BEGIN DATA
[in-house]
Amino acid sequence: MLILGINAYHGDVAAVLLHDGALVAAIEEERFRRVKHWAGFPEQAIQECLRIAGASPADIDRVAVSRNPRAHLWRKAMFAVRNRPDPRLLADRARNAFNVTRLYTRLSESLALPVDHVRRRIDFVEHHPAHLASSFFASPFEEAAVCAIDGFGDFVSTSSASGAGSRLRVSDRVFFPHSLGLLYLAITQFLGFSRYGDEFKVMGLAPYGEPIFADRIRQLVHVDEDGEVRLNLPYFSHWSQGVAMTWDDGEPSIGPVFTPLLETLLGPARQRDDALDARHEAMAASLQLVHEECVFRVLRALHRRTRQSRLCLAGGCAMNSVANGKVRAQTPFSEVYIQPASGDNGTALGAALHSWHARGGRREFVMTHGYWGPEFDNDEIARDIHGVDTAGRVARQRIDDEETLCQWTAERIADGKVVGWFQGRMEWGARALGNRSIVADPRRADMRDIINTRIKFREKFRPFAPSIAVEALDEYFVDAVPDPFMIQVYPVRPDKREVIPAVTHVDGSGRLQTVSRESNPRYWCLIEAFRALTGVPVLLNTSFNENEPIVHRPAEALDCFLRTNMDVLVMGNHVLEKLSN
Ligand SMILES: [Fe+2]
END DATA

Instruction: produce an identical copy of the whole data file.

[in-house]
Amino acid sequence: MLILGINAYHGDVAAVLLHDGALVAAIEEERFRRVKHWAGFPEQAIQECLRIAGASPADIDRVAVSRNPRAHLWRKAMFAVRNRPDPRLLADRARNAFNVTRLYTRLSESLALPVDHVRRRIDFVEHHPAHLASSFFASPFEEAAVCAIDGFGDFVSTSSASGAGSRLRVSDRVFFPHSLGLLYLAITQFLGFSRYGDEFKVMGLAPYGEPIFADRIRQLVHVDEDGEVRLNLPYFSHWSQGVAMTWDDGEPSIGPVFTPLLETLLGPARQRDDALDARHEAMAASLQLVHEECVFRVLRALHRRTRQSRLCLAGGCAMNSVANGKVRAQTPFSEVYIQPASGDNGTALGAALHSWHARGGRREFVMTHGYWGPEFDNDEIARDIHGVDTAGRVARQRIDDEETLCQWTAERIADGKVVGWFQGRMEWGARALGNRSIVADPRRADMRDIINTRIKFREKFRPFAPSIAVEALDEYFVDAVPDPFMIQVYPVRPDKREVIPAVTHVDGSGRLQTVSRESNPRYWCLIEAFRALTGVPVLLNTSFNENEPIVHRPAEALDCFLRTNMDVLVMGNHVLEKLSN
Ligand SMILES: [Fe+2]